cheffed-up

True to CUCUMIFORM

Thinking beyond the pickle

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The lowly cucumber: a tragically underappreciated vegetable if there ever was one. With all the crazy recent food trends in which under-utilized vegetables such as kale and cauliflower became rock stars, the cucumber has been ignored. What a crime!

When I ponder the unsung cucumber, and this happens more than I would care to admit, my mind often wanders to a hot, humid summer’s day. A sultry day in which the whole body, yes, you could even say the soul, cries out for seemingly unattainable refreshment. It is as if I have taken on the persona Heathcliff as he suffers and fails in his attempts to gain the affections of Catherine. Fortunately, unlike Heathcliff, there is a cure for my unquenchable thirst: a cool and succulent cucumber.

Cucumbers are thought to have originated in Western Asia. Because cucumbers have the ability to thrive in both temperate as well as sub-tropical climates, they quickly spread throughout Asia, the Middle East and eventually the rest of the world. If any of you were paying attention to your high school history teacher, you might recall them being mentioned in the story of Gilgamesh. (To be fair, one of my sons, who happens to be in high school, mentioned this to me. I didn’t pay any more attention in class than y’all did.)

Finding ways to exploit the crunchy texture and dewy deliciousness of cucumbers is awfully fun. Here’s a few of my favorite examples from around the world. First off is gazpacho, the Andalusian summer soup of cucumbers, tomatoes, and bread. Very simple yet satisfying—don’t forget to finish the soup with a generous splash of aged sherry vinegar right before serving. Next, infuse some ice-cold water with cucumber slices. It’s just the thing while lounging poolside.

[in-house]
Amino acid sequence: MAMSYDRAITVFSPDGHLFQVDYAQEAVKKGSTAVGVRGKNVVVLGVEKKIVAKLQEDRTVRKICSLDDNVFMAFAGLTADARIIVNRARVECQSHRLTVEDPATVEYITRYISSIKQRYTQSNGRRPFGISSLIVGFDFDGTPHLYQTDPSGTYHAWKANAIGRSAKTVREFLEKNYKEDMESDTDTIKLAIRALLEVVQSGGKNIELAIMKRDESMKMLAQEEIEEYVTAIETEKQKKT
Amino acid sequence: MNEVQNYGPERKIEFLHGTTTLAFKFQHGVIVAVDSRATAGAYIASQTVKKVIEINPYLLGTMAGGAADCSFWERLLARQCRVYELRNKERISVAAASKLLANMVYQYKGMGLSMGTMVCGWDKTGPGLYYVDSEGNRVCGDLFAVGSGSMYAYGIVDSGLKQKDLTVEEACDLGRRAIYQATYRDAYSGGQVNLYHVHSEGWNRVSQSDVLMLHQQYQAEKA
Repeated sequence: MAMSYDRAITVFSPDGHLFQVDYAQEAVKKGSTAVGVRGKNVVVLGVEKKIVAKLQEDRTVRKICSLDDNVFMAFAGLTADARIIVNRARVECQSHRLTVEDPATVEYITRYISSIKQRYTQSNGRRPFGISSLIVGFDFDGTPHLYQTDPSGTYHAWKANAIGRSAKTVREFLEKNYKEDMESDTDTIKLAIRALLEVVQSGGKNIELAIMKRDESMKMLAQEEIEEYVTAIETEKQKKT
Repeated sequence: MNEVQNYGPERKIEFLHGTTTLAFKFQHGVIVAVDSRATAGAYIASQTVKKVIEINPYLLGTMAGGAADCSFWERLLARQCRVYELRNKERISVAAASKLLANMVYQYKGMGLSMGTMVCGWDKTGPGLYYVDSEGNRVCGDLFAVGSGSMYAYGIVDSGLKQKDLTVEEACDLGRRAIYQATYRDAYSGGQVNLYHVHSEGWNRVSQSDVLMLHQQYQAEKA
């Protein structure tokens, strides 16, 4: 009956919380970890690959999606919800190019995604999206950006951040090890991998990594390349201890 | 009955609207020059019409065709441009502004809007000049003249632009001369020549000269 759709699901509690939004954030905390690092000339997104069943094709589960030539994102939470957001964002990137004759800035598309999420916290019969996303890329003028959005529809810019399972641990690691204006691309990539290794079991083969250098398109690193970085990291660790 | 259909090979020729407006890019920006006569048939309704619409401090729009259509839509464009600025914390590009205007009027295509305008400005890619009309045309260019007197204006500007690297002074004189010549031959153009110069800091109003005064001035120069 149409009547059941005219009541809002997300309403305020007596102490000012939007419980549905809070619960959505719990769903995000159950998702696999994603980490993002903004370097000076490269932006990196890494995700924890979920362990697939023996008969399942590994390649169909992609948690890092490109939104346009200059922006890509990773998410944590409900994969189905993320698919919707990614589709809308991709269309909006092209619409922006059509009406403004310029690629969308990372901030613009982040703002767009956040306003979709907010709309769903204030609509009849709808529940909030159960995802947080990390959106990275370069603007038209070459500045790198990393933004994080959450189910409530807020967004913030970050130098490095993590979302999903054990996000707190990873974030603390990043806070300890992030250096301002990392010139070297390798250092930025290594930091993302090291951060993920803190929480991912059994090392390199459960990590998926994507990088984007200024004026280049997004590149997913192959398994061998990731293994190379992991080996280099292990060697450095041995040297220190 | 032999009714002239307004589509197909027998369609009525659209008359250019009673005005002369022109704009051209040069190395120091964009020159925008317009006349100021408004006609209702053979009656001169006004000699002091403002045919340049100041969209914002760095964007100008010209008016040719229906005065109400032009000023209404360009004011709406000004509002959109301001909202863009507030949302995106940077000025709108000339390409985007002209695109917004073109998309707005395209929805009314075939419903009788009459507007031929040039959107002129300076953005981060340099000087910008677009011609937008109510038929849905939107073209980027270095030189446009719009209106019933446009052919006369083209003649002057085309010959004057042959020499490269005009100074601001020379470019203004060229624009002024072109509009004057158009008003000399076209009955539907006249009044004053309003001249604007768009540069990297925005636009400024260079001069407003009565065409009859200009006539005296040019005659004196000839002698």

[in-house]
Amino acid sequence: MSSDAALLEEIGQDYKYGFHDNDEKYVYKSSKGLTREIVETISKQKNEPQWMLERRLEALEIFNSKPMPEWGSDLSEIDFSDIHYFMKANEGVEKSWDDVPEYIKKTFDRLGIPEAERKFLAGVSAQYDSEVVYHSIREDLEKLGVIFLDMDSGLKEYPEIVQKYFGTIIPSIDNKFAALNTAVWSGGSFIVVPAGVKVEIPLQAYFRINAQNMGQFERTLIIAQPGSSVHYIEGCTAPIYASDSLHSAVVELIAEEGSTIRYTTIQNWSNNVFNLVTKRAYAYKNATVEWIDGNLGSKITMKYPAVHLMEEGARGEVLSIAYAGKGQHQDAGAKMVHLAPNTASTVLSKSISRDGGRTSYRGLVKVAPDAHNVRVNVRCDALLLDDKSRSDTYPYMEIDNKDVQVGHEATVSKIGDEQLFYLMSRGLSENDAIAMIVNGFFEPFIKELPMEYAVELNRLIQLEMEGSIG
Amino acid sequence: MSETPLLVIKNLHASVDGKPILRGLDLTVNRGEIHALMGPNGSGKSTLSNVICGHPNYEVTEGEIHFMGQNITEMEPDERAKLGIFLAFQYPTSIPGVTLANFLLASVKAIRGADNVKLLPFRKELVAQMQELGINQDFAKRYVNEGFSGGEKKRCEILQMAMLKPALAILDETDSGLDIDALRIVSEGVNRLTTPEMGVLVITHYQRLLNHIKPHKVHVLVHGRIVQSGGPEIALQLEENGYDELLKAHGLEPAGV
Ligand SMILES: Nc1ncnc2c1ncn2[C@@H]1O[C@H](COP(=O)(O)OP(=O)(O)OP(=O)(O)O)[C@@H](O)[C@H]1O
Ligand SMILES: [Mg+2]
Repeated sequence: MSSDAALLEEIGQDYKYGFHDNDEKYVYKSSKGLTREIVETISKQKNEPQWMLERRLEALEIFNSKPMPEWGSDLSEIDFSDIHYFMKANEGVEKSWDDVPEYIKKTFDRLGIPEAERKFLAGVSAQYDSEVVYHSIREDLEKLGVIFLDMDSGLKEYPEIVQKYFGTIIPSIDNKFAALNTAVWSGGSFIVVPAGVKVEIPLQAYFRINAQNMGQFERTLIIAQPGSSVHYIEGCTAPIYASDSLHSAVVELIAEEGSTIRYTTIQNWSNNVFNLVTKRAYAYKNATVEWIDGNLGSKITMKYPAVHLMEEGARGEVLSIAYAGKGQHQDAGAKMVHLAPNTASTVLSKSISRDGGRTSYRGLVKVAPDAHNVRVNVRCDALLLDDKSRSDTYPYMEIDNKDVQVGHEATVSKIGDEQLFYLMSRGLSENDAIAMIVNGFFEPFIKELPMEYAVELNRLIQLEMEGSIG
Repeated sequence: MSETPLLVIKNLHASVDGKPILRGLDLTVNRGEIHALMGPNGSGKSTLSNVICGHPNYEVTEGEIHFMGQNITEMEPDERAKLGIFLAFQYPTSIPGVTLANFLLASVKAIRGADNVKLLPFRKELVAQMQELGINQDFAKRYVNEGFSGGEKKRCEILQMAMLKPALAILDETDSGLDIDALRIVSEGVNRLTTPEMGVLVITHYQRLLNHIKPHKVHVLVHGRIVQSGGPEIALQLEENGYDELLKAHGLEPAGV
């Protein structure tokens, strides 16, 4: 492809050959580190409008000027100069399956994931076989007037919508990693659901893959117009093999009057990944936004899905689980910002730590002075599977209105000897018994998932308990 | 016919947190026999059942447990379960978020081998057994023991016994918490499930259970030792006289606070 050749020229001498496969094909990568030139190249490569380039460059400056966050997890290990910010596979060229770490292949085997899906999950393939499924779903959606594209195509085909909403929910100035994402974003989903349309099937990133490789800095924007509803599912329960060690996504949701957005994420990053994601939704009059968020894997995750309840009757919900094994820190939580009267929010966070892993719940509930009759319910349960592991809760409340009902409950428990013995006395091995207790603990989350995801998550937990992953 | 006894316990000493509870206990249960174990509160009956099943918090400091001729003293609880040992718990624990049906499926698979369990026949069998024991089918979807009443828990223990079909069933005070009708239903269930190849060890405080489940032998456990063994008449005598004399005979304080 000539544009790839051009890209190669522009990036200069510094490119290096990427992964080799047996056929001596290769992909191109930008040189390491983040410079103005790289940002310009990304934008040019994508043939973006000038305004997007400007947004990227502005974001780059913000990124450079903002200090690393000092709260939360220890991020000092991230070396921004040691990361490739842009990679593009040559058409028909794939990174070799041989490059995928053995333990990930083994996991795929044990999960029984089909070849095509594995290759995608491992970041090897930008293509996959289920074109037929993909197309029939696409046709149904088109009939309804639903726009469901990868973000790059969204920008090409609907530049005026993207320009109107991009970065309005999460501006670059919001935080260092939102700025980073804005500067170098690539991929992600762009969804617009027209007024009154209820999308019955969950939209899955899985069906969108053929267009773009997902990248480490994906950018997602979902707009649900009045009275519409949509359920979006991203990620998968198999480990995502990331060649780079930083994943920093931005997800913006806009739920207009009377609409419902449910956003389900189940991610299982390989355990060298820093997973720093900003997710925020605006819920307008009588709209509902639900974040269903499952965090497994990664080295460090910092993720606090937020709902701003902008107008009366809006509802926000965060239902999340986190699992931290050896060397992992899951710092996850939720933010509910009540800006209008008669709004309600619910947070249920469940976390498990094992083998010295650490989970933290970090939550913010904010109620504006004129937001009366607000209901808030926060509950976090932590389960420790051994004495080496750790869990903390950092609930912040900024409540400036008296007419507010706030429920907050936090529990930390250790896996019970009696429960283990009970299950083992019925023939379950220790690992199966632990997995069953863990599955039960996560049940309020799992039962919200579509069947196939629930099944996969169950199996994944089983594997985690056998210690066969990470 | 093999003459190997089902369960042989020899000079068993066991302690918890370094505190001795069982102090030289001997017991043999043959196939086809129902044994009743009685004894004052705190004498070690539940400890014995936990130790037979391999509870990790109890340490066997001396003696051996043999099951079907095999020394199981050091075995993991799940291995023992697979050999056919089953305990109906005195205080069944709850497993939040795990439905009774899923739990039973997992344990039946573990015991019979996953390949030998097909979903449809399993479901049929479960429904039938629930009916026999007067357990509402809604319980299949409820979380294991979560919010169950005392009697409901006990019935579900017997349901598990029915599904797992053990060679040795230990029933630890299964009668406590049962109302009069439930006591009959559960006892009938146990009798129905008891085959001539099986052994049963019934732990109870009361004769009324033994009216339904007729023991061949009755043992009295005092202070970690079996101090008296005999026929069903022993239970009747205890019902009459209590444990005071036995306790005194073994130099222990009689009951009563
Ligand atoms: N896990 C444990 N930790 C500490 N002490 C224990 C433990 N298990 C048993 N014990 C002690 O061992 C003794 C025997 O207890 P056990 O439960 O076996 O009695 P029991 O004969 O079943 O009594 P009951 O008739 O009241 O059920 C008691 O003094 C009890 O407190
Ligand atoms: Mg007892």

The French give us inspiration with a classic salmon tartare—the intriguing contrast of the rich, oily flesh of the salmon with moist cucumber, and of course the slightly pungent shallots, is fantastic. This lavish treat is best when served over a delicate corn blini. The Hawaiian version of tartare is poké, in which tuna, avocados, and cucumber are combined with sesame oil and soy. It’s pretty amazing how bringing together a couple common ingredients can create an item this exotic.

Lest you forget—who could?—the combination of cucumbers and yogurt aka tzatziki is enjoyed throughout the Levant. Oh, and don’t forget pickles! But one of my all-time favorites are cucumber tea sandwiches. Give this simple little version a try.
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Chef Bill’s Cucumber & Chive Cream Cheese Tea Sandwiches

Ingredients:

  • 2 tbsp. chives, chopped
  • 3 oz. cream cheese, room temperature
  • 1/2 English cucumber
  • 3 sprigs dill
  • 1/2 lemon, juiced
  • White bread

Directions:

  1. Trim the crusts off the bread and cut into one- to two-bite squares, rectangles, or triangles.
  2. Mix the cream cheese with chives and lemon juice.
  3. Slice the cumbers, preferably on a mandolin, paper-thin.
  4. Spread the cream cheese on half of the bread, layer cucumbers on top, then cover with the remaining bread.
  5. Garnish with the dill sprigs.

Until we cook again,
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Contact Chef Bill Thompson, owner of The Amelia Island Culinary Academy, at cheffedup@folioweekly.com to find inspiration and get you Cheffed Up!

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